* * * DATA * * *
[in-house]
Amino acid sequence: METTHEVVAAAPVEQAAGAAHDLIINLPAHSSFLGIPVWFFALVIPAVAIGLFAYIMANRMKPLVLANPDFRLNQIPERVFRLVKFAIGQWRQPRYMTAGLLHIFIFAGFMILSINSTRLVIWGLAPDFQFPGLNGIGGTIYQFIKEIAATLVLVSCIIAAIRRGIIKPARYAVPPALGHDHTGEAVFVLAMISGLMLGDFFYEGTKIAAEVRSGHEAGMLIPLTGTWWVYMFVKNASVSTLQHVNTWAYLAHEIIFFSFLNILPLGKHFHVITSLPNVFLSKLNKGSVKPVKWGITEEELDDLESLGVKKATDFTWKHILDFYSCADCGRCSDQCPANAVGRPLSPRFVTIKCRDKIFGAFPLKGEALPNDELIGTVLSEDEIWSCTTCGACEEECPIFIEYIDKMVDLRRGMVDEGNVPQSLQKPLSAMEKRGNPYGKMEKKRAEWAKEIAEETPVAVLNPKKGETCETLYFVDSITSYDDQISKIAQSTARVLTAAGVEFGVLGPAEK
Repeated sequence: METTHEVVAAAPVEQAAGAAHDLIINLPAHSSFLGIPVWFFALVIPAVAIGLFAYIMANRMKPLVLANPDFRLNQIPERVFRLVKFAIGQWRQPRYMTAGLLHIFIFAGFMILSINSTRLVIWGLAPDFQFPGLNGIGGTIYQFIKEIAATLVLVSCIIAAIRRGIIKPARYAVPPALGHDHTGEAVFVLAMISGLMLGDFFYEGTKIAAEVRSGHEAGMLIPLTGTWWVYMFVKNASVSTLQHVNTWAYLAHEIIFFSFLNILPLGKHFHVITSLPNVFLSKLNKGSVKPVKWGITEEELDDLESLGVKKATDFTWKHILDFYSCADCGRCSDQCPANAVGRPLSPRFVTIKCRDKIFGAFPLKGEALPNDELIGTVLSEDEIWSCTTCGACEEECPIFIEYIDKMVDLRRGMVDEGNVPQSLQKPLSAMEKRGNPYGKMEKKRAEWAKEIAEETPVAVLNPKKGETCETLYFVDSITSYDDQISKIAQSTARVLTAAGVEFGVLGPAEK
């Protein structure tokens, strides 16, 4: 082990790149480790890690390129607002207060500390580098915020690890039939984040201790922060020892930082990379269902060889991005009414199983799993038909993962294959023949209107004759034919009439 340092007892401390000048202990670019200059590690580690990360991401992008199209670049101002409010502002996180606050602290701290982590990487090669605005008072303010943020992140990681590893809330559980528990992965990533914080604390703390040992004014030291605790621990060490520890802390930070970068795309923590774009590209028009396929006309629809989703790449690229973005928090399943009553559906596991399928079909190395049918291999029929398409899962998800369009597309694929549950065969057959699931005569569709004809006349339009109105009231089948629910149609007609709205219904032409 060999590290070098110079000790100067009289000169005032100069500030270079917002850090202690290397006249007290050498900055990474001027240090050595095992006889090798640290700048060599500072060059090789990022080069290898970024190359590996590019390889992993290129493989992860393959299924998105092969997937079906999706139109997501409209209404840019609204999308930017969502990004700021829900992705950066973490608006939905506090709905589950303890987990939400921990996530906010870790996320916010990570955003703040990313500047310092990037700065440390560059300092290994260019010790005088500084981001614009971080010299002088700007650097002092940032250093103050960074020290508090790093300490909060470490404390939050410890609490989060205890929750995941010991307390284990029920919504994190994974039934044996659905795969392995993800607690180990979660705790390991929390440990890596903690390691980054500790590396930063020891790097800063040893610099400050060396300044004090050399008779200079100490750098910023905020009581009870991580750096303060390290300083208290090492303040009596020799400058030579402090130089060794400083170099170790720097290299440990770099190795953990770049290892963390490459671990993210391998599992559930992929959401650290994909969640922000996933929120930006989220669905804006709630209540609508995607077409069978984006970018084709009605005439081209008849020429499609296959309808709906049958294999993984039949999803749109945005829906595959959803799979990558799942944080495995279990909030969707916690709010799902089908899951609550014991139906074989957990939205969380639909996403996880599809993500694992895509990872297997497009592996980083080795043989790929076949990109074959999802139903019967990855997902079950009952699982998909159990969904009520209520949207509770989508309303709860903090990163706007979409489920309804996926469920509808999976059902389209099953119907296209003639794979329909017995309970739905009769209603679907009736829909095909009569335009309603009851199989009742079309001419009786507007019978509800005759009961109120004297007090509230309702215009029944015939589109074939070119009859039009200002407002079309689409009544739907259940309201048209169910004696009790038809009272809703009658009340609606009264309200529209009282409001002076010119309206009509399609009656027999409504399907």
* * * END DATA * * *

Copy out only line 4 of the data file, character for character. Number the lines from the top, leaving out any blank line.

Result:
């Protein structure tokens, strides 16, 4: 082990790149480790890690390129607002207060500390580098915020690890039939984040201790922060020892930082990379269902060889991005009414199983799993038909993962294959023949209107004759034919009439 340092007892401390000048202990670019200059590690580690990360991401992008199209670049101002409010502002996180606050602290701290982590990487090669605005008072303010943020992140990681590893809330559980528990992965990533914080604390703390040992004014030291605790621990060490520890802390930070970068795309923590774009590209028009396929006309629809989703790449690229973005928090399943009553559906596991399928079909190395049918291999029929398409899962998800369009597309694929549950065969057959699931005569569709004809006349339009109105009231089948629910149609007609709205219904032409 060999590290070098110079000790100067009289000169005032100069500030270079917002850090202690290397006249007290050498900055990474001027240090050595095992006889090798640290700048060599500072060059090789990022080069290898970024190359590996590019390889992993290129493989992860393959299924998105092969997937079906999706139109997501409209209404840019609204999308930017969502990004700021829900992705950066973490608006939905506090709905589950303890987990939400921990996530906010870790996320916010990570955003703040990313500047310092990037700065440390560059300092290994260019010790005088500084981001614009971080010299002088700007650097002092940032250093103050960074020290508090790093300490909060470490404390939050410890609490989060205890929750995941010991307390284990029920919504994190994974039934044996659905795969392995993800607690180990979660705790390991929390440990890596903690390691980054500790590396930063020891790097800063040893610099400050060396300044004090050399008779200079100490750098910023905020009581009870991580750096303060390290300083208290090492303040009596020799400058030579402090130089060794400083170099170790720097290299440990770099190795953990770049290892963390490459671990993210391998599992559930992929959401650290994909969640922000996933929120930006989220669905804006709630209540609508995607077409069978984006970018084709009605005439081209008849020429499609296959309808709906049958294999993984039949999803749109945005829906595959959803799979990558799942944080495995279990909030969707916690709010799902089908899951609550014991139906074989957990939205969380639909996403996880599809993500694992895509990872297997497009592996980083080795043989790929076949990109074959999802139903019967990855997902079950009952699982998909159990969904009520209520949207509770989508309303709860903090990163706007979409489920309804996926469920509808999976059902389209099953119907296209003639794979329909017995309970739905009769209603679907009736829909095909009569335009309603009851199989009742079309001419009786507007019978509800005759009961109120004297007090509230309702215009029944015939589109074939070119009859039009200002407002079309689409009544739907259940309201048209169910004696009790038809009272809703009658009340609606009264309200529209009282409001002076010119309206009509399609009656027999409504399907």